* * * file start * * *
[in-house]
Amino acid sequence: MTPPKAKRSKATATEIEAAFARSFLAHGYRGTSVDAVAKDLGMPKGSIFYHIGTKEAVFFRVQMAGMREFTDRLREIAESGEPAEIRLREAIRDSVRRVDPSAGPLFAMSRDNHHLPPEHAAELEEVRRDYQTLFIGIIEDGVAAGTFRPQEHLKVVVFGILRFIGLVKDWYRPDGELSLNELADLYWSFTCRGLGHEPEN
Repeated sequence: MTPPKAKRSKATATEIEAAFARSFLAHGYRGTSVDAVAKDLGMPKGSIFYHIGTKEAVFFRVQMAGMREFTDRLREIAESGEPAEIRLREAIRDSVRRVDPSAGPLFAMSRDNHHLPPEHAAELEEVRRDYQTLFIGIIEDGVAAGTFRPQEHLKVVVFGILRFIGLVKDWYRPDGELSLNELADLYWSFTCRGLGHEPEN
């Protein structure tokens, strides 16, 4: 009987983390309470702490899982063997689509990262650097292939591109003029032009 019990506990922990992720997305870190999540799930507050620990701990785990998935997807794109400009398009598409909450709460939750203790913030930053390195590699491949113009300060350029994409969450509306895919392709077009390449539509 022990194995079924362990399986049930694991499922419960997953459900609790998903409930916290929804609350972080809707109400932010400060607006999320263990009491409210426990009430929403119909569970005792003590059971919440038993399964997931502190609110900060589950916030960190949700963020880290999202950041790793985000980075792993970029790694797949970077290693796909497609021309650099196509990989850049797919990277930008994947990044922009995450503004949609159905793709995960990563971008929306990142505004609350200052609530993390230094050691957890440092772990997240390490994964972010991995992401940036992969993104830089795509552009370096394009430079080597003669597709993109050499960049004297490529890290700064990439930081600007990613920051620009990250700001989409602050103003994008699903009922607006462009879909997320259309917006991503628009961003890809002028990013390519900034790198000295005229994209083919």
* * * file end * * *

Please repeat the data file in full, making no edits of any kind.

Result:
[in-house]
Amino acid sequence: MTPPKAKRSKATATEIEAAFARSFLAHGYRGTSVDAVAKDLGMPKGSIFYHIGTKEAVFFRVQMAGMREFTDRLREIAESGEPAEIRLREAIRDSVRRVDPSAGPLFAMSRDNHHLPPEHAAELEEVRRDYQTLFIGIIEDGVAAGTFRPQEHLKVVVFGILRFIGLVKDWYRPDGELSLNELADLYWSFTCRGLGHEPEN
Repeated sequence: MTPPKAKRSKATATEIEAAFARSFLAHGYRGTSVDAVAKDLGMPKGSIFYHIGTKEAVFFRVQMAGMREFTDRLREIAESGEPAEIRLREAIRDSVRRVDPSAGPLFAMSRDNHHLPPEHAAELEEVRRDYQTLFIGIIEDGVAAGTFRPQEHLKVVVFGILRFIGLVKDWYRPDGELSLNELADLYWSFTCRGLGHEPEN
């Protein structure tokens, strides 16, 4: 009987983390309470702490899982063997689509990262650097292939591109003029032009 019990506990922990992720997305870190999540799930507050620990701990785990998935997807794109400009398009598409909450709460939750203790913030930053390195590699491949113009300060350029994409969450509306895919392709077009390449539509 022990194995079924362990399986049930694991499922419960997953459900609790998903409930916290929804609350972080809707109400932010400060607006999320263990009491409210426990009430929403119909569970005792003590059971919440038993399964997931502190609110900060589950916030960190949700963020880290999202950041790793985000980075792993970029790694797949970077290693796909497609021309650099196509990989850049797919990277930008994947990044922009995450503004949609159905793709995960990563971008929306990142505004609350200052609530993390230094050691957890440092772990997240390490994964972010991995992401940036992969993104830089795509552009370096394009430079080597003669597709993109050499960049004297490529890290700064990439930081600007990613920051620009990250700001989409602050103003994008699903009922607006462009879909997320259309917006991503628009961003890809002028990013390519900034790198000295005229994209083919």